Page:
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This Animation Of Philip Seymour Hoffman Might Give You Chills. Then The Feels Will Rain Down.

"There is no pleasure that I haven't made myself sick on." — Philip Seymour Hoffman, Dec. 17, 2012 If you're feeling blue, this might be the right thing to listen to.


Philip Seymour Hoffman was a brilliant Academy-Award-winning actor.

The movie that some critics claim jump-started the actor's Hollywood career was "Capote," where Hoffman played the famous American writer Truman Capote. Hoffman won an Oscar for Best Actor for the part.

He died on Feb. 2, 2014.

For years, Hoffman had suffered from drug addictions. In 2013, he checked himself into rehab for drug abuse, including heroin, alcohol, and prescription drugs.


Unfortunately, despite the treatment, he overdosed on a mixture of drugs. His death sent shock waves across the Internet and media.

A few months later, PBS turned one of Hoffman's old interviews into a cartoon.

The original conversation with English philosopher Simon Critchley at the Rubin Museum of Art in New York City was recorded live on Dec. 17, 2012. The topic? Quite simply, happiness.

It is a little hard not to feel a bit haunted by how eerie this animation is.

Seriously. He talks about happiness, life, and dying — and then, over a year later, his death was marked by the tragedy and sadness of drug abuse.

In the end, it's moving. Really, it is. It gets a little dark at times, but it's beautiful. Especially when he talks about his kids at 1:08.

OK, now I'm tearing up a little. Without much ado, take a look at PBS's animated version of Hoffman's words on happiness.

And if you're a really, really huge fan of Hoffman (or Critchley!), you can see the original, full conversation below.

Photo by CDC on Unsplash

When schools closed early in the spring, the entire country was thrown for a loop. Parents had to figure out what to do with their kids. Teachers had to figure out how to teach students at home. Kids had to figure out how to navigate a totally new routine that was being created and altered in real time.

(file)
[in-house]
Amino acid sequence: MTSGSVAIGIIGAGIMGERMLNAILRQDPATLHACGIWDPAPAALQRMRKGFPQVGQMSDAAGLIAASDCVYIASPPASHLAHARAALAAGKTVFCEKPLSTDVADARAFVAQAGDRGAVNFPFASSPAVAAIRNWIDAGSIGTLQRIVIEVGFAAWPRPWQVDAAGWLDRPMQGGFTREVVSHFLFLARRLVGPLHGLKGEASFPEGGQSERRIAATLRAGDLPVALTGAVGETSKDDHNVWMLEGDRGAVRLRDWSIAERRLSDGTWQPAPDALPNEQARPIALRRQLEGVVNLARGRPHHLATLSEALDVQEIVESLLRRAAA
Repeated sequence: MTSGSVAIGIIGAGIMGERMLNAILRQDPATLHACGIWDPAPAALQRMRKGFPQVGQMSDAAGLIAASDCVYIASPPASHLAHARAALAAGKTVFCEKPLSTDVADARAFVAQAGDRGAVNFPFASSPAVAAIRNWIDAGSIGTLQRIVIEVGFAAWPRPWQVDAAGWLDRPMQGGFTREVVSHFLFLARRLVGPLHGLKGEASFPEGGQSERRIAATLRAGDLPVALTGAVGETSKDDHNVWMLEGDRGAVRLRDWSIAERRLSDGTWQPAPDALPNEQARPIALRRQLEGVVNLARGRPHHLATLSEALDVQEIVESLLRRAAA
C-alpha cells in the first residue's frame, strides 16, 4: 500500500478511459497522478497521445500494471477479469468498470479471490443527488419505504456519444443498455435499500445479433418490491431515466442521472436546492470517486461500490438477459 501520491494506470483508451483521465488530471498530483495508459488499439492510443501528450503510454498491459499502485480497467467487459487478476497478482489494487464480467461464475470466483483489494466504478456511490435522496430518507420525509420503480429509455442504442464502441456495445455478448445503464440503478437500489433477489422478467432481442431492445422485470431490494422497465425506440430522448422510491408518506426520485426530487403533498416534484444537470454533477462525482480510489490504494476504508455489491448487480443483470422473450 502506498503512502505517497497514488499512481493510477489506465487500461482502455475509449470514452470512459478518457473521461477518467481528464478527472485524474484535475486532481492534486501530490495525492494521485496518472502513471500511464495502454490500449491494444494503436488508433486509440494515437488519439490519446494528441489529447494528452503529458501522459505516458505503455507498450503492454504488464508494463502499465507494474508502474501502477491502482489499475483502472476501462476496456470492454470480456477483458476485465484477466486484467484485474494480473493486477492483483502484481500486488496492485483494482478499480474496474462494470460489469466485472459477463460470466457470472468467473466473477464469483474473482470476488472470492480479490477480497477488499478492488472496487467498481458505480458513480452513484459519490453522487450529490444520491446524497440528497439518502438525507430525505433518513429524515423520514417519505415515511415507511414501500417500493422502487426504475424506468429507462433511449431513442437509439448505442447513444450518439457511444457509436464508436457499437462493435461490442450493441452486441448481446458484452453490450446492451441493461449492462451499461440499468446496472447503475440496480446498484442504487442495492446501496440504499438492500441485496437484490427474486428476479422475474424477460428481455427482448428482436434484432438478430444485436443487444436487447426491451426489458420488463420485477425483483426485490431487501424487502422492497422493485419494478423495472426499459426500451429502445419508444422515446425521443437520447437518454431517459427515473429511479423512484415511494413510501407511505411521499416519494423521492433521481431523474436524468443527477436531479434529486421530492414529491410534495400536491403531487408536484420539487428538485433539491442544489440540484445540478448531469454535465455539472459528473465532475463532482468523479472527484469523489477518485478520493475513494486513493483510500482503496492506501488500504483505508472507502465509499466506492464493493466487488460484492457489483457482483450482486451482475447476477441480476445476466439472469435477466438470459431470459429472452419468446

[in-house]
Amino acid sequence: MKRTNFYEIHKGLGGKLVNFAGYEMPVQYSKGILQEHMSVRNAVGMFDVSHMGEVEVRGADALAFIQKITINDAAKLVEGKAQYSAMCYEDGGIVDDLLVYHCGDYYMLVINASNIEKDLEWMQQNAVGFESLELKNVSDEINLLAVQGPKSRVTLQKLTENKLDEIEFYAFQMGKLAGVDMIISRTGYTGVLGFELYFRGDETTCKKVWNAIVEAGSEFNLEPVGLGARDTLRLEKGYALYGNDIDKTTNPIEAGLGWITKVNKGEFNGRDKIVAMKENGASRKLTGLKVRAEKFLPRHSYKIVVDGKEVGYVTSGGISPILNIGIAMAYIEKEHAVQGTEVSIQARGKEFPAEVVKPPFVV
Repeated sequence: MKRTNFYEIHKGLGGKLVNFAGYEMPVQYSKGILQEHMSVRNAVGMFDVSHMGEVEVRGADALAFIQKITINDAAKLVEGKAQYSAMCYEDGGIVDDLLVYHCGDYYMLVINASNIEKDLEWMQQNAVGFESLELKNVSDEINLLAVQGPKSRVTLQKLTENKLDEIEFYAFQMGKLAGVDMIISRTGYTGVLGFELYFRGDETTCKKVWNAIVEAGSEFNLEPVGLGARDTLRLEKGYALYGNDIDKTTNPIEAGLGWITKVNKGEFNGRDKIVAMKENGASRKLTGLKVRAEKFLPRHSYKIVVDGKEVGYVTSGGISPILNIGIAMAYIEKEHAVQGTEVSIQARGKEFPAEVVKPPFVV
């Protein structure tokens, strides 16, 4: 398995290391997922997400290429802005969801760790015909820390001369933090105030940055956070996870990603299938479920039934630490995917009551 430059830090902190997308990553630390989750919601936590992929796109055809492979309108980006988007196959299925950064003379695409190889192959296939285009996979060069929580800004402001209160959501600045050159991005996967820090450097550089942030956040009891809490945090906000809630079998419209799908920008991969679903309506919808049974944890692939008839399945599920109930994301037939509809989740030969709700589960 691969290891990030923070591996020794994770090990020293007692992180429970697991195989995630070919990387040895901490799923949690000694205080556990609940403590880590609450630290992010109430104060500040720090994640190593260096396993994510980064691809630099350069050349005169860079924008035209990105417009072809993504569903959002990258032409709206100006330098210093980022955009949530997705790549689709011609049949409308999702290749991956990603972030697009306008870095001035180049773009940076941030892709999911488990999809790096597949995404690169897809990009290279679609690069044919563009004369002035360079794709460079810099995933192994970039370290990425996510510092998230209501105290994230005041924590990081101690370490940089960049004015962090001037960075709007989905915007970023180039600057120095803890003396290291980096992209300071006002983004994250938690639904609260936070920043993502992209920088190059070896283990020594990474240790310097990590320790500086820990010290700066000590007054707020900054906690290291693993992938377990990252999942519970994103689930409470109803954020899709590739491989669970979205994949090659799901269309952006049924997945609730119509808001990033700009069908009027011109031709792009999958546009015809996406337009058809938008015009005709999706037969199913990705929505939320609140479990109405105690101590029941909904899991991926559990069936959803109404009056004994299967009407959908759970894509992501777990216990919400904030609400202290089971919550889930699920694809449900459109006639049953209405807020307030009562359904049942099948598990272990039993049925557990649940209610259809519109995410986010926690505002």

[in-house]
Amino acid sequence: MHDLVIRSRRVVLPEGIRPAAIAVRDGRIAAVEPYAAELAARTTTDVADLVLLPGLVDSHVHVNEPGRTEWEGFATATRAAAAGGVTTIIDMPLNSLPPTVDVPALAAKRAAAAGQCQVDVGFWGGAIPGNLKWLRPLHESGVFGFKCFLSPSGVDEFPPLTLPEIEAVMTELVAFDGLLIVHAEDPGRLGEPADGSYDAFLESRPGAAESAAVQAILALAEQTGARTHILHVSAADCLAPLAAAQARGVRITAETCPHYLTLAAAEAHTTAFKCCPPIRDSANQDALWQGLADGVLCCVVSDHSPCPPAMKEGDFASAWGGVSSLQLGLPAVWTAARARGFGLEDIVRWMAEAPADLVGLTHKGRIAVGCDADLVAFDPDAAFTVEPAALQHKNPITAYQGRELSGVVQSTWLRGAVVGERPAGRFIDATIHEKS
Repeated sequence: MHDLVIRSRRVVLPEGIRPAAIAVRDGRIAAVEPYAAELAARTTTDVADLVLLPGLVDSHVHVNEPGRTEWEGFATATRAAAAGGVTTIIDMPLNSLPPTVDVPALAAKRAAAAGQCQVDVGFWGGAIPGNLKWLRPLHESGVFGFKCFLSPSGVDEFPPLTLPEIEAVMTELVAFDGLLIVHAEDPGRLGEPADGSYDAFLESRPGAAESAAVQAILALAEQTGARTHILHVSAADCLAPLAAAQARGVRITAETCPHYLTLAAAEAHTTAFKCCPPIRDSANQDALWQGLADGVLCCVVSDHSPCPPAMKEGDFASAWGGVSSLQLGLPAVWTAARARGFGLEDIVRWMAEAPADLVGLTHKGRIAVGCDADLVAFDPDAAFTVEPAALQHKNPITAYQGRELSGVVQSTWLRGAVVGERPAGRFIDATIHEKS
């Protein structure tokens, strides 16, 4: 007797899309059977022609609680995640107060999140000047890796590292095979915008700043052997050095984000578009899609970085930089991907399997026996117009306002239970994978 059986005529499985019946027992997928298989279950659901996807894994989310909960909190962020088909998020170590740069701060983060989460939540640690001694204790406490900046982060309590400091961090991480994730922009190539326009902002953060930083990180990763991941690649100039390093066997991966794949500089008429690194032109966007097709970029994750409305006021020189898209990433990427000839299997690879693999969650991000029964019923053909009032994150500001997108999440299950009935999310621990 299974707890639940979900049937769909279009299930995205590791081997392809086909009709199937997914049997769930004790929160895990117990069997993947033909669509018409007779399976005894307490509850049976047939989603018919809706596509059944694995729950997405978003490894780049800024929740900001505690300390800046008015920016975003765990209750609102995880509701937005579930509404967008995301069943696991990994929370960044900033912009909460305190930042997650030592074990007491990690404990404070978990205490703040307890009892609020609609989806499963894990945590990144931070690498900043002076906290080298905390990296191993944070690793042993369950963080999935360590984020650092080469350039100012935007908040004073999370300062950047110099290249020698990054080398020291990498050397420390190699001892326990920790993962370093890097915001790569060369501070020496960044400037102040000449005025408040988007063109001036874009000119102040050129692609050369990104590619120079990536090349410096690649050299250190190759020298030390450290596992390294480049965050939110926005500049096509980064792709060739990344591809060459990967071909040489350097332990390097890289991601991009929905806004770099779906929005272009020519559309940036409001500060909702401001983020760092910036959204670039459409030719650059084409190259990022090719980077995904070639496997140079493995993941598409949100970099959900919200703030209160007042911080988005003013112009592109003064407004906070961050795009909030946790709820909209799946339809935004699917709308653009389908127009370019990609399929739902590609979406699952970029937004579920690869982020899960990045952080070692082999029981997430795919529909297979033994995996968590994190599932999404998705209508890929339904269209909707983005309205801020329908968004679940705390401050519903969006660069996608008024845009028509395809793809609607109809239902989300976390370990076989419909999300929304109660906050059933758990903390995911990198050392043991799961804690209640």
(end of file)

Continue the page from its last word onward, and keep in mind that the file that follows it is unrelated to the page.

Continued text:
For many families, it was a big honking mess—one that many really don't want to repeat in the fall.

But at the same time, the U.S. hasn't gotten a handle on the coronavirus pandemic. As states have begun reopening—several of them too early, according to public health officials—COVID-19 cases have risen to the point where we now have more cases per day than we did during the height of the outbreak in the spring. And yet President Trump is making a huge push to get schools to reopen fully in the fall, even threatening to possibly remove funding if they don't.

It's worth pointing out that Denmark and Norway had 10 and 11 new cases yesterday. Sweden and Germany had around 300 each. The U.S. had 55,000. (And no, that's not because we're testing thousands of times more people than those countries are.)

The president of the country's largest teacher's union had something to say about Trump's push to reopen schools. Lily Eskelsen Garcia says that schools do need to reopen, but they need to be able to reopen safely—with measures that will help keep both students and teachers from spreading the virus and making the pandemic worse. (Trump has also criticized the CDCs "very tough & expensive guidelines" for reopening schools.)

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